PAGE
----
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Archive for January 15th, 2010

A Kenyan blogger found a way to get information from the crowd.

Posted by Administrator on January 15, 2010

Ory Okolloh turned the Web into a living record of crisis and relief.

Ory Okolloh turned the Web into a living record of crisis and relief.

One November a few years ago, 15,000 people were pushing up against the barbed wire outside the United Nation’s mission to the Democratic Republic of Congo in Goma. They were some of the quarter-million refugees who had fled violent clashes in the Congo in the last few weeks, and they were begging for help. Their camps were destroyed, there was no food, no toilets and very little water. Militias were fighting a mere 7 miles to the northeast.

Several hundred miles away in Johannesburg, South Africa, Ory Okolloh was receiving reports from the scene verified by an NGO, and uploading them onto a public Web site. Okolloh, 31, created the site using Ushahidi, a free piece of software that quickly creates Web sites to which eyewitnesses of war and crisis in out-of-reach places can send news by e-mail or text and have it attached to a Google (nasdaq: GOOGnews people ) map. Ushahidi grew out of a citizen journalism effort Okolloh helped lead during the deadly postelection rioting in Kenya in 2008. The software, still in its early days, has been deployed in South Africa to help gather stories of xenophobic attacks there in May 2008 and is now in use in the Congo.

Ushahidi is the latest effort to “crowd-source” newsgathering on unfolding crises in remote areas via e-mail and mobile phones. The idea is to get immediate attention and relief to strife zones, and fill the gap left by news organizations that have slashed their foreign bureaus. Not-for-profit Witness.org, started with help from rocker Peter Gabriel, gives cameras and editing equipment to aid workers and trains them to record any human rights abuses. Sahana, an open-source software similar to Ushahidi, was created in Sri Lanka after the tsunami of December 2004. It has been used to coordinate requests for relief efforts, track victims in camps and shelters, and coordinate volunteers in the 2005 Pakistan earthquake, the 2006 mud slide in the Philippines, the 2007 earthquake in Peru and the 2008 earthquake in China.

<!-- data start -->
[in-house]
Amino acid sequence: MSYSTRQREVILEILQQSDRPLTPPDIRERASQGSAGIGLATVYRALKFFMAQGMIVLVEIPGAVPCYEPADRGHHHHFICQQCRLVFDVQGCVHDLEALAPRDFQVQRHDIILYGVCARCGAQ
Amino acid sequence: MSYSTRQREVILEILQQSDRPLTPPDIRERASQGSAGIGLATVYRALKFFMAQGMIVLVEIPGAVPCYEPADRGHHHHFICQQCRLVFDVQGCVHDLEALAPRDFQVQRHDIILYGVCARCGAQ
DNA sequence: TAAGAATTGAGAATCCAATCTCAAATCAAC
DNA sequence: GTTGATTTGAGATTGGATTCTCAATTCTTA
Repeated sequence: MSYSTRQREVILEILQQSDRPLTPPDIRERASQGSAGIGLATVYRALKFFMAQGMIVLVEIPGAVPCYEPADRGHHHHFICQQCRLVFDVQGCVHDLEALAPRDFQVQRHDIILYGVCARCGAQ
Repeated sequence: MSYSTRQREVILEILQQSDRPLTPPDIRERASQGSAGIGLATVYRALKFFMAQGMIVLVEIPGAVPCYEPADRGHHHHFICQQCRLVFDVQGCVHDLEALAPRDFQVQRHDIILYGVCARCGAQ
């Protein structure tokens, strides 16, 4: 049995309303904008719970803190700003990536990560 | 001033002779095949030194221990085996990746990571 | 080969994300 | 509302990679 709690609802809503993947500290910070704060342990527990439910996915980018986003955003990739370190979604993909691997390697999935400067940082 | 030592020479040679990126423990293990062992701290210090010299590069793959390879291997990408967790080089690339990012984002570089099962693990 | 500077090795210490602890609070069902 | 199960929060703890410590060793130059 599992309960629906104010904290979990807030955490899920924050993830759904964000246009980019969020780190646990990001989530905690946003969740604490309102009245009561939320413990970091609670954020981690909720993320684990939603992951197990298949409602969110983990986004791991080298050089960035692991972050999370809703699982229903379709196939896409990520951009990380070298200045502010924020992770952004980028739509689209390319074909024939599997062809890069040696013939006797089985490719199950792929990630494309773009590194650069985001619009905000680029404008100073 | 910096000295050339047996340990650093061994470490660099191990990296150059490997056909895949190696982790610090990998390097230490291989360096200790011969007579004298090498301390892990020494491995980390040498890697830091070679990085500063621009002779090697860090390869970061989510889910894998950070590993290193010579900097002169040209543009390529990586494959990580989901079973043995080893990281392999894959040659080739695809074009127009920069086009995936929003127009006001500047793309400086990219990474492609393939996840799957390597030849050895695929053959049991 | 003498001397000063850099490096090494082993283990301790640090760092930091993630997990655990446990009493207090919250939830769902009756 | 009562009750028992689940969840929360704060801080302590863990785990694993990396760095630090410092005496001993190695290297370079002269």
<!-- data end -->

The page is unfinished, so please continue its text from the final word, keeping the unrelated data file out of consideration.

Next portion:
Ushahidi, Swahili for “testimony,” has simplified the technology so that anyone can use it, and it’s designed to take input from hundreds of people by cell phone or e-mail. It uses free software called FrontlineSMS that turns a laptop and a mobile phone into a text-broadcasting hub. As an SMS is sent from a hot zone, the message synchs with the Ushahidi software and shows up in a Web administrator’s in-box. The Web admin can decide to send a text message back to the sender to verify the information, send out a blast alert to large numbers of people or post the information onto a Web page with location information from Google Maps (or do all three). FrontlineSMS provides phone numbers in areas where the larger SMS gateways don’t operate. Okolloh hopes Ushahidi can be used to send reminder alerts to people on antiretroviral medication or warnings in regions that are at high risk for natural disasters. Some of these ideas are currently being tried in Kenya, Liberia, Madagascar, Zimbabwe, Sudan, Chad and Ethiopia, among others. Okolloh has quit her consulting job to spread Ushahidi full-time and in June 2008 received a $200,000 grant from Humanity United, a Redwood City, Calif. not-for-profit.

Ushahidi got started late 2007 when Okolloh went home to vote in Kenya’s elections. President Mwai Kibaki’s victory looked rigged, and vicious riots and looting were sweeping the country. Okolloh found herself chained to her laptop, with her baby left in the care of her family. Okolloh, a native of Kenya with a 2005 Harvard law degree, had been living in Johannesburg but kept up a blog about Kenya politics.

Fifteen hundred were killed and half a million displaced while the news went black for three days. Okolloh was getting updates from both political parties, Kenyan journalists and her own sources within Parliament. She put up her e-mail address on her blog and was flooded with information. At times she was updating her blog every few seconds.

By Jan. 2 2009, Okolloh was running out of diapers and formula and, with supplies scarce in Nairobi, she went back to Johannesburg. In a post she asked if there were any techies willing to do a mash-up of where the violence and destruction (and any peace efforts) were taking place using Google Earth. Next thing she knew, a reader of her blog had bought her a url and donated the server space. Two fellow bloggers wrote the initial software code and within three days Ushahidi was up and running. Okolloh tried to verify information by calling back people who had texted in the news or checking against media reports. “It was very ad hoc,” she says. She applied the old maxim: When in doubt, leave it out. Radio deejays started reading some of the blog on air.